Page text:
In the whole of the UK there are only three hot springs. Nobody knows where they come from, but everybody knows the place where they rise – the city of Bath.
The word SPA is associated with the Latin phrase ‘Salus Per Aquam’ or ‘health through water’. According to the legend, the healing properties of the natural thermal springs were first discovered by Prince Bladud around 863 BC, whose skin disease was cured after bathing in the waters. The waters were then used by the Celts, Romans, Saxons, and Georgians and have been a constant thread through the history of Bath.
The water is located at the depth of 2 km where it’s heated by high-temperature rocks before rising up through one of the three springs in the city – the Cross Spring, Hetling or King’s Spring.
I had a chance to get a tour around all the facilities of the Thermae Bath Spa before it’s open to the public at 9 am. There are four floors in the main SPA building and we started from the most well-known place – a rooftop pool with a view over the city and the beautiful Bath Abbey. Chilling in this pool after a full day of walking around the city was one of the most relaxing activities I have done in a long time.
The thermal waters contain over 42 different minerals, the most concentrated being sulphate calcium and chloride. All baths at Thermae contain natural thermal waters and are kept at the temperature of 33.5C (92F).
One floor down there is a Wellness Suite and a Terrace. I like how thoughtfully the steaming rooms and other facilities on this floor were organized. When you walk in, you leave a robe and go straight to the Shower Walkway – a small shower room decorated with several columns right in the middle. Next, there is an Infrared Room, which transmits soothing infrared waves of light deep into the muscles and joints. I think I spent the longest time there, it’s just SO relaxing!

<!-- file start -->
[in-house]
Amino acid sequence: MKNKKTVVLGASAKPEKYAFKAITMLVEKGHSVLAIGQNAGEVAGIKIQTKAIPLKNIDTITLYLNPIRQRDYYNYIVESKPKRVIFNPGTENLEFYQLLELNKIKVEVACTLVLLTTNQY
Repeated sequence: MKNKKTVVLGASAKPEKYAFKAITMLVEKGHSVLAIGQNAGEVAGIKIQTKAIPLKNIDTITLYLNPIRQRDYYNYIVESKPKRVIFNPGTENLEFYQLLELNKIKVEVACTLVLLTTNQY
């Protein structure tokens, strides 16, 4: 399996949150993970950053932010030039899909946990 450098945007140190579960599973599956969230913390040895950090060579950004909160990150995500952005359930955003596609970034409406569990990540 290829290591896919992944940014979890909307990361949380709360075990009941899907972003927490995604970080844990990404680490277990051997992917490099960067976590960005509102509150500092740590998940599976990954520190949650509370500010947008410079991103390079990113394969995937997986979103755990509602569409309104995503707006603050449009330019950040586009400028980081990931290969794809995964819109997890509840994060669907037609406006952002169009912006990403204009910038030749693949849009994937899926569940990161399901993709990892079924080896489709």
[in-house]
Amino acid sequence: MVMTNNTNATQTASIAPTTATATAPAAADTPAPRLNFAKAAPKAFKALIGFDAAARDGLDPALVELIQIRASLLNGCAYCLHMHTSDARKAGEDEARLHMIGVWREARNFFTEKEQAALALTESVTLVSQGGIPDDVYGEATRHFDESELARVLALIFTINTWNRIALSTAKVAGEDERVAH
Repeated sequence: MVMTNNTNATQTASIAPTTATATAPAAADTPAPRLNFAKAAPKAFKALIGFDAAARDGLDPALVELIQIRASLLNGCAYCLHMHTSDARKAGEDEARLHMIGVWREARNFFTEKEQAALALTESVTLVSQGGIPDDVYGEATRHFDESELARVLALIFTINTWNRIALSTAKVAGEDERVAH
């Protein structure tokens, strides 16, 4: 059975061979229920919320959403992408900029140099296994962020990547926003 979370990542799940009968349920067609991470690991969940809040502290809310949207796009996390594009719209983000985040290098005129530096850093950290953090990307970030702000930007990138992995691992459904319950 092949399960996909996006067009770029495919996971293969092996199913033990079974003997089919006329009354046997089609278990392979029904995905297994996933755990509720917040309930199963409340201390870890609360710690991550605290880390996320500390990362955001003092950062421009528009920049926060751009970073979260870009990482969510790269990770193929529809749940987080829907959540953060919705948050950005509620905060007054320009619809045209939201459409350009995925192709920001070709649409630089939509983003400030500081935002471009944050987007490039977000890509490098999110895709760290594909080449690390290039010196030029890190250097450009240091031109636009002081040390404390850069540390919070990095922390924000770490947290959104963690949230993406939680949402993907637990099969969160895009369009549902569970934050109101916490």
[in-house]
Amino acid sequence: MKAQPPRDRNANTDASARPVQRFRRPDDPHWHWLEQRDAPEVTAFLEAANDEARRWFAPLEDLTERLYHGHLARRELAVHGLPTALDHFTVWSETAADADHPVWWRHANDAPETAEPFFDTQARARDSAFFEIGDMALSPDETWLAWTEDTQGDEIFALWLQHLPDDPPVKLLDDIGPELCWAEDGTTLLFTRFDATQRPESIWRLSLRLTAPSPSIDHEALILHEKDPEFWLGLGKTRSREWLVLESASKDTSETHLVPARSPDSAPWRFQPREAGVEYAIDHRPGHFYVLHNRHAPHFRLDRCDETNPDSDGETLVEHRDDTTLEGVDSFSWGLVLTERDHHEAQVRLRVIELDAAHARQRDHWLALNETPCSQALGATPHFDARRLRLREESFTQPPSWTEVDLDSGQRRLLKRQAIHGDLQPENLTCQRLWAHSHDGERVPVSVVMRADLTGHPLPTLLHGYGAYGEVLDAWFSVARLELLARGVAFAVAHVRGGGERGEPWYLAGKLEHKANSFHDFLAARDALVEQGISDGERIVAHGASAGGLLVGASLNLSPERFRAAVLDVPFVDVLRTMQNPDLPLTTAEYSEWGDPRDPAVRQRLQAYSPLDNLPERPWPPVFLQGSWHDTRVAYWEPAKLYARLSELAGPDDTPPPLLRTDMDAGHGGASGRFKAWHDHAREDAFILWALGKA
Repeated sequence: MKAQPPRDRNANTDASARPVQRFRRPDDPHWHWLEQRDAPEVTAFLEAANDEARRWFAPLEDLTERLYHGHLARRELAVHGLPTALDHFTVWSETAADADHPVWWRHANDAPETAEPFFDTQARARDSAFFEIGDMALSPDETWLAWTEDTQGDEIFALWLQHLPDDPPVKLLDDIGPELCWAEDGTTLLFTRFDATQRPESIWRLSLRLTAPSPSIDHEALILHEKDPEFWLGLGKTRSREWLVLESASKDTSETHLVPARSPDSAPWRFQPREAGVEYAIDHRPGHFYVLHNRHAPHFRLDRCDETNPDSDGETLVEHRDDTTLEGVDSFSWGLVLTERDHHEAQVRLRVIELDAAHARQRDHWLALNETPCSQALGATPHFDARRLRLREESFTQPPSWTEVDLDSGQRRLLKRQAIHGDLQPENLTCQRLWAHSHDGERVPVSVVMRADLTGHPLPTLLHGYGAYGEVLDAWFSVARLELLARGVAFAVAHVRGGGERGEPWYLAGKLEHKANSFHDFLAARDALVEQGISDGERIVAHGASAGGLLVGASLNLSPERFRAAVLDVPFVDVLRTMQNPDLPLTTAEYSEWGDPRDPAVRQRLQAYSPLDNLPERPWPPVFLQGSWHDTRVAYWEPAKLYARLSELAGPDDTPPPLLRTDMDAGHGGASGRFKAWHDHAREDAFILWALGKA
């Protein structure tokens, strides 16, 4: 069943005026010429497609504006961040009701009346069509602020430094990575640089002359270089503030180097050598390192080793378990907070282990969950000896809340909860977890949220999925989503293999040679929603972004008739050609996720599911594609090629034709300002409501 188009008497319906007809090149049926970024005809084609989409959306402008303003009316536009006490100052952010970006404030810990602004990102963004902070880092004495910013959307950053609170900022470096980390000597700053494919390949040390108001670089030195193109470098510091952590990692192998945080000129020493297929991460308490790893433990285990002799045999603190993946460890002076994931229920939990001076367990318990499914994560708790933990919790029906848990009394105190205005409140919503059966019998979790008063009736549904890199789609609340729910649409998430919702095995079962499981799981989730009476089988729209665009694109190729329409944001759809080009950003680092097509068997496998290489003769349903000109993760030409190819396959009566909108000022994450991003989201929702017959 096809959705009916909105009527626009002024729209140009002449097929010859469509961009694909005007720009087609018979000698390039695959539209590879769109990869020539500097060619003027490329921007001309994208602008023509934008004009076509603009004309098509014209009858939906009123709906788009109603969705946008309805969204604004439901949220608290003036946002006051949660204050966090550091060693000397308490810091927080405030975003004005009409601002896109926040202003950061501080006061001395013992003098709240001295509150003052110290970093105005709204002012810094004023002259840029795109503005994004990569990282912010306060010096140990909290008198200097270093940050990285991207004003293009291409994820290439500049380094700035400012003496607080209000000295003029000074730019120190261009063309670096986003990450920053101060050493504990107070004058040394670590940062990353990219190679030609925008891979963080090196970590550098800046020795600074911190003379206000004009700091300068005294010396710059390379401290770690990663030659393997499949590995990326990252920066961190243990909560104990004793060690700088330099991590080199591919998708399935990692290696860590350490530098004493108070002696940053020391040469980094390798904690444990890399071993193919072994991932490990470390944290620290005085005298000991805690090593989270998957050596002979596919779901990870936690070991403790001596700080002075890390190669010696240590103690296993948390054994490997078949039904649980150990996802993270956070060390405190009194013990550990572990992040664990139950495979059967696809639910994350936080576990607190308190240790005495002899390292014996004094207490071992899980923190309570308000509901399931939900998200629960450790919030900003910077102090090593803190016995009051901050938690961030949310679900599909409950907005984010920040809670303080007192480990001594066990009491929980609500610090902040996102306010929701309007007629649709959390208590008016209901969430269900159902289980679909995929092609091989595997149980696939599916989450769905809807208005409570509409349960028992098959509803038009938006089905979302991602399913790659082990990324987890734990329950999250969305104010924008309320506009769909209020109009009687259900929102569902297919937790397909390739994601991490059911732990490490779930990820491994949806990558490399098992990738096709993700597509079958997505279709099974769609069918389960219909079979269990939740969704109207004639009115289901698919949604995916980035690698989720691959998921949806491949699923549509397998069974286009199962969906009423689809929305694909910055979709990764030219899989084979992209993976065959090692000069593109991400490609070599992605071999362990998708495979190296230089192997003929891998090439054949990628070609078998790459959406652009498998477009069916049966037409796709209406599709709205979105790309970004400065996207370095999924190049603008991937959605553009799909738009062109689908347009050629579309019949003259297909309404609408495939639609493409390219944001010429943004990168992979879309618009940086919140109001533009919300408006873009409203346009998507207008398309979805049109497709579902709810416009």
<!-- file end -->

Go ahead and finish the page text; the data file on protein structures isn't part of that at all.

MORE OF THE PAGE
After that, you go to the Roman Steam Room and sit on the traditional stone seating which is not as hot at as most people think. The steam is infused with the stimulating aroma of botanicals and flowers. I like the fact that you don’t really see people around you through the steam. The main decoration here is a mosaic of Sulis Minerva, a deity worshiped at the thermal spring of Bath.
Next, you go to Georgian-inspired Steam Room, which brings you to one of the most influential periods of Bath history. The walls are decorated with Georgian-style gardens and the ornate fountain brings a sense of peace and relaxation. An interesting thing about this room was the floral fragrance and steam. This room smells like roses!
When you think there is enough high temperatures and steam for you, go to the Ice Chamber. Grab some ice and massage your body with it. It’s amazing! I went there a few times because it’s not only healthy but also feels so refreshing!
Next, I went to the Celestial Relaxation Room where you can lie down on a heated lounger. The design of this room is all about the space which is fascinating! It’s important not to fall asleep there haha.
By that time I thought it’s about time to have some tea with cake, so I went one floor down to the Springs Cafe Restaurant. I was pleased to see gluten-free, sugar-free and dairy-free cake options available! Check the menu here.
Finally, I went to the Lower Ground Floor to swim in the Minerva bath – an indoor pool. It has the same water as the rooftop pool, but it’s bigger in size and you can actually swim there. By that time I only had about 20 minutes before I had to check out from the hotel nearby so I didn’t stay long. But next time I will enjoy the invigorating massage jet, whirlpool and ‘lazy river’.
The Cross Bath is located in a separate building – an open-air thermal bath which can be ‘rented’ for a party for up to 10 people! They also provide packages offering a selection of food platters along with the choice of wines, prosecco, and champagne. I celebrated my 20th birthday in similar settings – sauna with a pool and it was the BEST party ever. Maybe I should do the same for my 30th and come to Bath this time?